• [Of a woman wearing a lover's river of diamonds around her neck that hung quite low:] They are returning to their source.

  • ... there is not the least wit in my nature. I am a very matter of fact, plain spoken being, and may blunder on the borders of a repartee for half an hour together without striking it out.

  • ... wit is often its own worst enemy.

  • Wit is artificial; humor is natural. Wit is accidental; humor is inevitable. Wit is born of conscious effort; humor, of the allotted ironies of fate. Wit can be expressed only in language; humor can be developed sufficiently in situation.

  • Wit is the salt of conversation, not the food, and few things in the world are more wearying than a sarcastic attitude towards life.

  • Wit is a thing capable of proof.

  • Neatness of phrase is so closely akin to wit that it is often accepted as its substitute.

  • ... to the many, witticisms not only require to be explained, like riddles, but are also like new shoes, which people require to wear many times before they get accustomed to them.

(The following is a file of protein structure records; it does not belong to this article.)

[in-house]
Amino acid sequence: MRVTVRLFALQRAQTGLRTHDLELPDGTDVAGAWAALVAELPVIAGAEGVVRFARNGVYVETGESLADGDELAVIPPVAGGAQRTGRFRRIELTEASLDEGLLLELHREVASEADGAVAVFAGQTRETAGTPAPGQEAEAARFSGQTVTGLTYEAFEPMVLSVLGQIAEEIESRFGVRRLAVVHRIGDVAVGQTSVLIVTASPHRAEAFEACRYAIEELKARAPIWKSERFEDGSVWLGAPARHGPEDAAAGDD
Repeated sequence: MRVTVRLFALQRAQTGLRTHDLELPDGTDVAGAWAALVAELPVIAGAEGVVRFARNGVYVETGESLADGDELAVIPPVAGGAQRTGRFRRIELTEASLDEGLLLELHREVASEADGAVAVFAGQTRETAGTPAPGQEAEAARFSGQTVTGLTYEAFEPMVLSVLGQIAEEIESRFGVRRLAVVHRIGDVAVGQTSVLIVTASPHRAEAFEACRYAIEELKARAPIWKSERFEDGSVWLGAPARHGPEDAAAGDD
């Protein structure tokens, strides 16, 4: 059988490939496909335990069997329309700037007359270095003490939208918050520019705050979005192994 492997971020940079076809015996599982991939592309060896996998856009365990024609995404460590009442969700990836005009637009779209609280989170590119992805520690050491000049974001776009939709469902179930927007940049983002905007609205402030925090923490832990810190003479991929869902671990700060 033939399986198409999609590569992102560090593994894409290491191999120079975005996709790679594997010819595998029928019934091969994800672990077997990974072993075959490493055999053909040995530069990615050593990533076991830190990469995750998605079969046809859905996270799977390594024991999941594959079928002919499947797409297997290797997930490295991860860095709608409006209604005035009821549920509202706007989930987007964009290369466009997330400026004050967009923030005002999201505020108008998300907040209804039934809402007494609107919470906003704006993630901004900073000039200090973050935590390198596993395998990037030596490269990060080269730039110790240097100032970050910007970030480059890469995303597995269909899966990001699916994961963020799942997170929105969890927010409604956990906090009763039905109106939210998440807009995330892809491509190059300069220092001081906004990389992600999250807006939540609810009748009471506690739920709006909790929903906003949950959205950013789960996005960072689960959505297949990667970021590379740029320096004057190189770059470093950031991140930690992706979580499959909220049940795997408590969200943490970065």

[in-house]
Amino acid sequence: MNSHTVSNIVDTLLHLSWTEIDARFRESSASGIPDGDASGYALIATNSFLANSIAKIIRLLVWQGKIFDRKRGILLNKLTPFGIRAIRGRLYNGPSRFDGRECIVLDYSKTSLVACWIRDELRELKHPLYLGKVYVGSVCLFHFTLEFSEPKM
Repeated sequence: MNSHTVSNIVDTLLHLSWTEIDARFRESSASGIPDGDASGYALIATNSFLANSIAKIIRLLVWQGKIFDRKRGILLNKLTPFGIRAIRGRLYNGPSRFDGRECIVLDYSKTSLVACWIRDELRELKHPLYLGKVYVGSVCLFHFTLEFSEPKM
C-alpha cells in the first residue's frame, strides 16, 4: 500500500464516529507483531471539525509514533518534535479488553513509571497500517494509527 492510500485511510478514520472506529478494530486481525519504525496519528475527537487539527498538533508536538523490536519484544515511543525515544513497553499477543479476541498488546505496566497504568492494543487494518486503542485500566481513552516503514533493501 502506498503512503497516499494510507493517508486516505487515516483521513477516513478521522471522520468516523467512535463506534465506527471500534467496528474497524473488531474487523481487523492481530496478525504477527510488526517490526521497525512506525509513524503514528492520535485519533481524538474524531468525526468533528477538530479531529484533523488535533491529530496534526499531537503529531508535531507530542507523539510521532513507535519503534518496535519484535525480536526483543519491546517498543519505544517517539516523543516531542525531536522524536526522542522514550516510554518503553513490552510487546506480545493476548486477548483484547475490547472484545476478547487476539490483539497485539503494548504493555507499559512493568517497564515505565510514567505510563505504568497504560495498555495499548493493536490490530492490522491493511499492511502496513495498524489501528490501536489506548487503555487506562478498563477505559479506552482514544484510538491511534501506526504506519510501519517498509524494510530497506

• It is a curious fact, but a fact it is, that your witty people are the most hard-hearted in the world. The truth is, fancy destroys feeling. The quick eye to the ridiculous turns every thing to the absurd side; and the neat sentence, the lively allusion, and the odd simile, invest what they touch with something of their own buoyant nature. Humor is of the heart, and has its tears; but wit is of the head, and has only smiles — and the majority of those are bitter.

  • Styles in wit change so.

  • [On wit:] ... those who actually possess this rare talent, cannot be too abstinent in the use of it. It often makes admirers, but it never makes friends; I mean, where it is the predominant feature ...

    • Hannah More,
    • "Thoughts on Conversation," Essays on Various Subjects ()
  • [When asked in her later years why her Paris apartment was located up so many flights of stairs:] Dear friend, it's the only way I can still make the hearts of men beat faster.